Serves 3-4

            This summer curry was inspired by kitchen strays wilting on my counter and a cup of coconut milk leftover from a batch of ice cream—none of which should go to waste at any time, but especially not during a worldwide pandemic. Every fresh thing in this stew was approaching use-it-or-lose-it status but you would never know it judging by the luscious result—as is so often the case when cooking, the sum is so much greater than its humble parts.

A tin of good curry powder provides the shortcut of the title, a warm and familiar blend of beloved Indian spices that is a boon for home cooks, who may not maintain a cupboard filled with the many indigenous spices of the Indian subcontinent, but who long to create a comforting curry in their own kitchen. Augmented by the zing of fresh garlic, ginger and chilies, this sumptuous sauce wakes up a common pot of vegetables and transforms them into a memorable meal.

It turns out curry powder is an invention of 18th century British colonialists, who savored the complex flavors of Indian cuisine but possessed neither the talent or knowledge to reproduce the genuine article. The result is a spice blend that varies from region to region—and even from continent to continent since there are Jamaican, Thai, and Japanese blends as well—but most feature a combination of spices including turmeric, cumin, fennel, cloves, and anise. Ultimately, what curry powder lacks in authenticity, it makes up for with sunny colors, enticing aromas, and big flavors.

2 T. extra virgin olive oil

1 large red or green pepper, seeded and chopped in 1-inch chunks

1 large jalapeno pepper, halved, seeded and sliced into thin crescents

1 large onion, halved and thinly sliced

1 large clove garlic, minced

1 1-inch knob fresh peeled ginger, grated or minced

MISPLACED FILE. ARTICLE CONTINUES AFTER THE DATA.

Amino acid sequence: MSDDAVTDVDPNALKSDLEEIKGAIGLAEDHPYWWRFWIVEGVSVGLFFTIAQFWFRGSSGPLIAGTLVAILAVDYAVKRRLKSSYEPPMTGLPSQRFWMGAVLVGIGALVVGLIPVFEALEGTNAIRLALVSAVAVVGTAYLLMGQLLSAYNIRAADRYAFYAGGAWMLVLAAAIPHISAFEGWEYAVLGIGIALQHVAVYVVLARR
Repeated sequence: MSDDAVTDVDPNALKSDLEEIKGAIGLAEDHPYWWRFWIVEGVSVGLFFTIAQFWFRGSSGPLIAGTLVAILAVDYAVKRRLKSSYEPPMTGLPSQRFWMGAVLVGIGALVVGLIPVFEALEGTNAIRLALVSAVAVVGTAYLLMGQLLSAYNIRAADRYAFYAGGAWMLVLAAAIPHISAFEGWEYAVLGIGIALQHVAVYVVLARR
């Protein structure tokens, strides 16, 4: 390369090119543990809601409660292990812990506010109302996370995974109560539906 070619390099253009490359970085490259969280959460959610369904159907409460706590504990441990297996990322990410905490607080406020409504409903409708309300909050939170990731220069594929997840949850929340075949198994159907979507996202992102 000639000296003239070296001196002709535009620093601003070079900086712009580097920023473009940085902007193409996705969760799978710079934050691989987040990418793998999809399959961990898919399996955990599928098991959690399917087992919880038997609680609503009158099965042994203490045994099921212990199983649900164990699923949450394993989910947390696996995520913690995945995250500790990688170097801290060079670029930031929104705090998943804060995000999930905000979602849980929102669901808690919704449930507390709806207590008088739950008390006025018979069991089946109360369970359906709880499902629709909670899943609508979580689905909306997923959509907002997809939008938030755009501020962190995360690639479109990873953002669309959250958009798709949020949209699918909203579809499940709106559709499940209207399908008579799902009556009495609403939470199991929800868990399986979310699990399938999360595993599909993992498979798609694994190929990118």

2 heaping T. curry powder

3-4 fresh plum tomatoes, chopped, or 1 14-oz can diced tomatoes

1 large baking potato, peeled and cut into 1-inch chunks

1 large handful (about 1 C.) green or yellow wax beans cut into 1-inch pieces

½-1 14-oz. can coconut milk (1-2 C.)

Additional water if necessary, to thin

Salt generously to taste

Handful fresh basil leaves, chopped

Optional: Carrots cut into 1-inch chunks

Tip: Ginger root keeps for many months in a Ziplock snack bag in the freezer. Just break off a knob (or cut a chunk), peel with a vegetable peeler, and use as directed.

Coconut milk notes:

  • Leftover coconut milk freezes very well.
  • For a more tomato-forward gravy use half a can of coconut milk; for a richer, creamier sauce use the full can. If using the full can, you may want to increase the volume of vegetables and adjust the seasoning.
  • Although I most often have a half can of full fat coconut milk left over from ice cream making (which can only be made with full fat), full or reduced fat are both fine in this application.


  1. Heat most of the oil (except about 1 tsp.) over medium-high heat in a large heavy skillet and sauté onions and peppers until beginning to soften, about 8 minutes. Make a little space in the middle of the pan, add remaining tsp. of oil and scrape in garlic and ginger. Fry for 1 minute, then stir into the vegetable mixture. Add curry powder and a pinch of salt and stir well to coat vegetables and toast curry spices for a minute or two.
  2. Reduce heat to medium and add tomatoes. Cover and cook for about 10 minutes until tomatoes are beginning to break down, stirring every so often. Stir coconut milk into tomato gravy, scraping any fond from bottom of pan.
  3. Add beans and potatoes on top of sauce, but do not stir, and season with another pinch of salt. (Add carrots at this time if using.) Cover and steam on top of curry sauce for about 10 minutes.
  4. Stir beans and potatoes (and carrots if using) into curry sauce and simmer for another 10 minutes, until potatoes are very soft. Add a few drops of water if necessary. Uncover and cook a little longer to thicken sauce; mash a few potatoes into the sauce with the back of a wooden spoon to help thicken if necessary. Turn off heat and stir in chopped basil.
  5. Serve alone as a stew or ladled over hot rice.